Two men were recently indicted on four felony charges of computer trespass and embezzlement in connection to insider knowledge of rare bourbon sales in Virginia.

A recent report by nonprofit Virginia Mercury links at least one former State Liquor Authority employee to reportedly selling data about the location of bourbon drops to interested resellers.

In Virginia, liquor stores are managed by the state’s Alcoholic Beverage Control Authority (ABC). Sales of most limited supply and expensive liquors (often referred to by industry insiders as “unicorns”) are distributed to stores through a randomized system, launched in April, rather than adjusting prices according to supply. The system was developed to level the playing field, rather than have customers line up for hours outside of stores, or otherwise win the bottles in random lotteries.

Virginia Mercury reports that, as ABC employees have access to computer data information about where and when the spirits would be distributed, they had an easy gateway to selling that information to bourbon buyers.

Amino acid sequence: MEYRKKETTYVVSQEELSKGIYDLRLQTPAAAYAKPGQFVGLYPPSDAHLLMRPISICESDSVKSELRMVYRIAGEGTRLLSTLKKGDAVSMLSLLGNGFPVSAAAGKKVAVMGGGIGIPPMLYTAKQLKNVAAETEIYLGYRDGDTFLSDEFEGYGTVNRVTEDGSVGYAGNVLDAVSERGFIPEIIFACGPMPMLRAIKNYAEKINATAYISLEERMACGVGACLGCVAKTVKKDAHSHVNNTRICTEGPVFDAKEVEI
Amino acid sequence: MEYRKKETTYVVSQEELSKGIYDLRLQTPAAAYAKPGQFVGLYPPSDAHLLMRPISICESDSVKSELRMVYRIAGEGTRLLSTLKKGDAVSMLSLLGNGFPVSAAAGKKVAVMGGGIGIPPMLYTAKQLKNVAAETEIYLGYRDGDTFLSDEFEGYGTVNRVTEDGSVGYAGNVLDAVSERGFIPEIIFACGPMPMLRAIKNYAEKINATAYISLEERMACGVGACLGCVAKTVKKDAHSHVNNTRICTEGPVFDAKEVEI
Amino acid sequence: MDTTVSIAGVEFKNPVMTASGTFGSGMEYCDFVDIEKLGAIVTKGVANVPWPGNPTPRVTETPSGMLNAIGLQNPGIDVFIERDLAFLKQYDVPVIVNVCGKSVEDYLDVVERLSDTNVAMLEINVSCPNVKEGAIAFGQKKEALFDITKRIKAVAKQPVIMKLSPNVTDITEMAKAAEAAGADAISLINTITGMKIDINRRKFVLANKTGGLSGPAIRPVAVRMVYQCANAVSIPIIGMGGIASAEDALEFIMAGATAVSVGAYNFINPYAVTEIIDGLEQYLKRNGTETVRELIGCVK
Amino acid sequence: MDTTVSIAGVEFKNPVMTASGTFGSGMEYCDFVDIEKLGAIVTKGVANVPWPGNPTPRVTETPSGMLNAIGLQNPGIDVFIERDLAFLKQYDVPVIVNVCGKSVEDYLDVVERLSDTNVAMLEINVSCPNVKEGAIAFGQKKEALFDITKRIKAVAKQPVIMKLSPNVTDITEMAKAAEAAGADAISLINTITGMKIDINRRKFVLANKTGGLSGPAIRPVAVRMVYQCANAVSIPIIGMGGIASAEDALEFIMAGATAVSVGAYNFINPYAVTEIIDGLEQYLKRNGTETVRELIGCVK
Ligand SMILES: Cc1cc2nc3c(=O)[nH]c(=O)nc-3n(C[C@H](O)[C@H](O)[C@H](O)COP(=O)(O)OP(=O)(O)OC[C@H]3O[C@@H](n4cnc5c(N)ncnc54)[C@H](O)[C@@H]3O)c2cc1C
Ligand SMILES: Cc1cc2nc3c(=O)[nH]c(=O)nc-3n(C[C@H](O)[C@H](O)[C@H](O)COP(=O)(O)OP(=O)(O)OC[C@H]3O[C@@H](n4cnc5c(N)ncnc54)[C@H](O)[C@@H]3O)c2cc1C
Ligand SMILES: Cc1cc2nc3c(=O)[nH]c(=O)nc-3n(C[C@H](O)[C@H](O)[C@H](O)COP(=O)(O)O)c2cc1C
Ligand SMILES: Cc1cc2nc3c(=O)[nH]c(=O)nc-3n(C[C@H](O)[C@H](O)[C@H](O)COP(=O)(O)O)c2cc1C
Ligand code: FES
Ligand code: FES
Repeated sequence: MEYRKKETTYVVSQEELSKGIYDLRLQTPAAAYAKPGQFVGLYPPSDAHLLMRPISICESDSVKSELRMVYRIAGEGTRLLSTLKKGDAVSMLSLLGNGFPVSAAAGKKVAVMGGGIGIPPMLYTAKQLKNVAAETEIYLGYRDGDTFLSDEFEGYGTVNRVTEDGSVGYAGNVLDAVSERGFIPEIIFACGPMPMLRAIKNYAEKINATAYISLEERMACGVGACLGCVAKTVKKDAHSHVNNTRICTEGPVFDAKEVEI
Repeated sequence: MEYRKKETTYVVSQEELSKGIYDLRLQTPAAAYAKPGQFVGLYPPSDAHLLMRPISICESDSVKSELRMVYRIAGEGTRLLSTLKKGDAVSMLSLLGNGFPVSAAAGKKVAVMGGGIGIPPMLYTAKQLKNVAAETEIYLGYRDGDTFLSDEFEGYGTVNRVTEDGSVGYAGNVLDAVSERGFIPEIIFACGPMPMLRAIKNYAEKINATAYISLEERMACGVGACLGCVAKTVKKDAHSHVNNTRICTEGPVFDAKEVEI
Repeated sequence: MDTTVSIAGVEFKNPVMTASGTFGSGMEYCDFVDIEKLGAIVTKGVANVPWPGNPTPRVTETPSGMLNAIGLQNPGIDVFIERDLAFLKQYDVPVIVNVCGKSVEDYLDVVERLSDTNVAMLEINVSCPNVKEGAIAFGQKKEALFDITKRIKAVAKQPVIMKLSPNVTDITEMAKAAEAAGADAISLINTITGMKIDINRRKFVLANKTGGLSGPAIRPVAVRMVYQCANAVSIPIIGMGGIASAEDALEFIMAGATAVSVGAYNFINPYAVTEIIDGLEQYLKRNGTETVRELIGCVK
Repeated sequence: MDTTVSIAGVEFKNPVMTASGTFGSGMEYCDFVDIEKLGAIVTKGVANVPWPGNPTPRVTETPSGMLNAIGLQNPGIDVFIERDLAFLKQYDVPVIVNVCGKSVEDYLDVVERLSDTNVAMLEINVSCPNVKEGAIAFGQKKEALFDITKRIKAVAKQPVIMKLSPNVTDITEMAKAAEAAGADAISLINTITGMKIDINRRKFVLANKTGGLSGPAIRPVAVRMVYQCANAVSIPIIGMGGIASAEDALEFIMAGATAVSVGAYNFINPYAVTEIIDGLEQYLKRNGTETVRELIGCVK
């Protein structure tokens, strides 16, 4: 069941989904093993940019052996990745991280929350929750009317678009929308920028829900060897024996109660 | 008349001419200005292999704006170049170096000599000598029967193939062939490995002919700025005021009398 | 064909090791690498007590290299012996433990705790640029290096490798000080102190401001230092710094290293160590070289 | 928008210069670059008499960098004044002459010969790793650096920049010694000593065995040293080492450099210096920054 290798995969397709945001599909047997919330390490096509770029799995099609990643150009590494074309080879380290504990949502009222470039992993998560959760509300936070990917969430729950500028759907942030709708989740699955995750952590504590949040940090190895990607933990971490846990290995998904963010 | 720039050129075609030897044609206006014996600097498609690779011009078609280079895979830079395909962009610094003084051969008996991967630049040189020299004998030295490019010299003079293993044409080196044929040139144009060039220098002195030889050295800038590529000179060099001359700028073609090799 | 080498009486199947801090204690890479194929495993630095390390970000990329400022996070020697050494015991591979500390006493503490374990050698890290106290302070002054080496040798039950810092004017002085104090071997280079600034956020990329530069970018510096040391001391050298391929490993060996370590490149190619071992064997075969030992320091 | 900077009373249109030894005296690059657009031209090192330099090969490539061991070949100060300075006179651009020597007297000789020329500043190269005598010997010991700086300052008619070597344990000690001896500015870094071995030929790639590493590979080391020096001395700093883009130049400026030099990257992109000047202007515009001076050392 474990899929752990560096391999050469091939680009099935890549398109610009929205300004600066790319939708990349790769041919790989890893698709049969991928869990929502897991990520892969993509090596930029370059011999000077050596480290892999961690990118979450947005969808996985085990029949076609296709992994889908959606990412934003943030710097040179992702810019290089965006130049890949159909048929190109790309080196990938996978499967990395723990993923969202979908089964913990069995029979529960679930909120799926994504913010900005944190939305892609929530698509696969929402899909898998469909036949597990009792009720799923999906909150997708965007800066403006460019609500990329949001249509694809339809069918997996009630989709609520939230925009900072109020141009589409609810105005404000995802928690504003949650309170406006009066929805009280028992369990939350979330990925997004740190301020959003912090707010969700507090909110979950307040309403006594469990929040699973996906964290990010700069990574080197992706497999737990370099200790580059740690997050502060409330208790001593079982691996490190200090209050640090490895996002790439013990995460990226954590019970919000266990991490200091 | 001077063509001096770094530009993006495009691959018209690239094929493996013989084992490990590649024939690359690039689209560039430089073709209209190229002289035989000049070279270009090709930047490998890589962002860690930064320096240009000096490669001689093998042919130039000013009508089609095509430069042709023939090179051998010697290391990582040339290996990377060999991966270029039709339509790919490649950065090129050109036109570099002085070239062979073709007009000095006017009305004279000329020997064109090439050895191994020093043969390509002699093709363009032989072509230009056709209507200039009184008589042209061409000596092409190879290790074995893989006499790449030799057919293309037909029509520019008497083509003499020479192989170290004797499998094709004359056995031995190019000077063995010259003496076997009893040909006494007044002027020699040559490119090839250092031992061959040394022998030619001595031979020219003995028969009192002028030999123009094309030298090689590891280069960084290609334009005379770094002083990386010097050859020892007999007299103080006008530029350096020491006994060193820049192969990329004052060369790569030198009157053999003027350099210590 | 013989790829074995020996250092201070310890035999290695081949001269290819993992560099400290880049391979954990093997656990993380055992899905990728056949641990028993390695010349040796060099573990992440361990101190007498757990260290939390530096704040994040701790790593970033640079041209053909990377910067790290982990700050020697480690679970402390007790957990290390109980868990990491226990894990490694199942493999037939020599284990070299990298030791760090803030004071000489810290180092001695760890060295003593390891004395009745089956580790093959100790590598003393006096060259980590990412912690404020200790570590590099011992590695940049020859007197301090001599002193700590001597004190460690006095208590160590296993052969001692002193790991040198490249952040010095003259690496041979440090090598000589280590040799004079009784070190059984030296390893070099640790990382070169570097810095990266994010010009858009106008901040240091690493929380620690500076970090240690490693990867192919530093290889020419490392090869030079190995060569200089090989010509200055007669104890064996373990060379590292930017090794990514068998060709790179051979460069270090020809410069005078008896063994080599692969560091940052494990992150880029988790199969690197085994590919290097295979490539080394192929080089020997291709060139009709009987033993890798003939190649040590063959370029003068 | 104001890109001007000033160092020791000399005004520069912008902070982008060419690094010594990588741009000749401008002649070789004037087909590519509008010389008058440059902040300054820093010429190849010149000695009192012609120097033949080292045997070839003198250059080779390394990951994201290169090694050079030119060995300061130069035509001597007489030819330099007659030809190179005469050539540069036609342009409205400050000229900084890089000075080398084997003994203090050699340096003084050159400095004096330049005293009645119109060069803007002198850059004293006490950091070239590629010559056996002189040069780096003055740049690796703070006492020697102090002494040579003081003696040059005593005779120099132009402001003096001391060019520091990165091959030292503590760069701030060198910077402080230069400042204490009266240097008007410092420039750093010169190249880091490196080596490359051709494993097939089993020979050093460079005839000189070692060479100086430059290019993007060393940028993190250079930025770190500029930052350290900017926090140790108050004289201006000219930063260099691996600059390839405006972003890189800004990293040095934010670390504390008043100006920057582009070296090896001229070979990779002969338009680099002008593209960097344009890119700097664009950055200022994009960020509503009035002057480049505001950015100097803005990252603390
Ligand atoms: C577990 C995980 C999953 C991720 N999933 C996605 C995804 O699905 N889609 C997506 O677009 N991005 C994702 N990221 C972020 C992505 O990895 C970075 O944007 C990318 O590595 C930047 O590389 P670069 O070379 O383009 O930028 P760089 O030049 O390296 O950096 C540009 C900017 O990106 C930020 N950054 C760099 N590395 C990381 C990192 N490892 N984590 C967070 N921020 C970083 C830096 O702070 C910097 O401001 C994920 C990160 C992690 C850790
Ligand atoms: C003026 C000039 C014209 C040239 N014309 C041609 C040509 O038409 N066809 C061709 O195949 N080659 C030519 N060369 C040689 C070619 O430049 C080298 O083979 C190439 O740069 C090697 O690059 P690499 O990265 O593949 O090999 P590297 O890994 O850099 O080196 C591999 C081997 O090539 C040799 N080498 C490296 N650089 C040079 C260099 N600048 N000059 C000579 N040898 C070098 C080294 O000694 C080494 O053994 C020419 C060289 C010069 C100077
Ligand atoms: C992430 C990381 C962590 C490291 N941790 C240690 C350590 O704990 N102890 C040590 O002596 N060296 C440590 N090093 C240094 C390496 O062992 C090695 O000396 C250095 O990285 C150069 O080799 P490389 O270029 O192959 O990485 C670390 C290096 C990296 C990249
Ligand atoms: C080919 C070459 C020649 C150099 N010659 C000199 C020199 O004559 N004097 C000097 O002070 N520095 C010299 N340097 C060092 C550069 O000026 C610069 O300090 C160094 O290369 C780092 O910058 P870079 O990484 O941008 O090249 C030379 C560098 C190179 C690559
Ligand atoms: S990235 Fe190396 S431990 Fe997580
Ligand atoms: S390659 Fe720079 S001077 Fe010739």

Individual complaints to the ABC, as well as the agency’s notice of changes to the prized inventory, sparked an investigation by the alcohol control authority. Edgar Smith Garcia, 28, and Robert William Adams, 45, were both charged and released on bond.

Assistant prosecutor David Stock tells Virginia Mercury that Garcia, who was identified by the online media organization as a former lead sales associate, was reportedly sharing internal data on the drops. Adams allegedly sold that information to members of online bourbon groups. This information assisted resellers in obtaining rare spirits to flip online at a much higher price.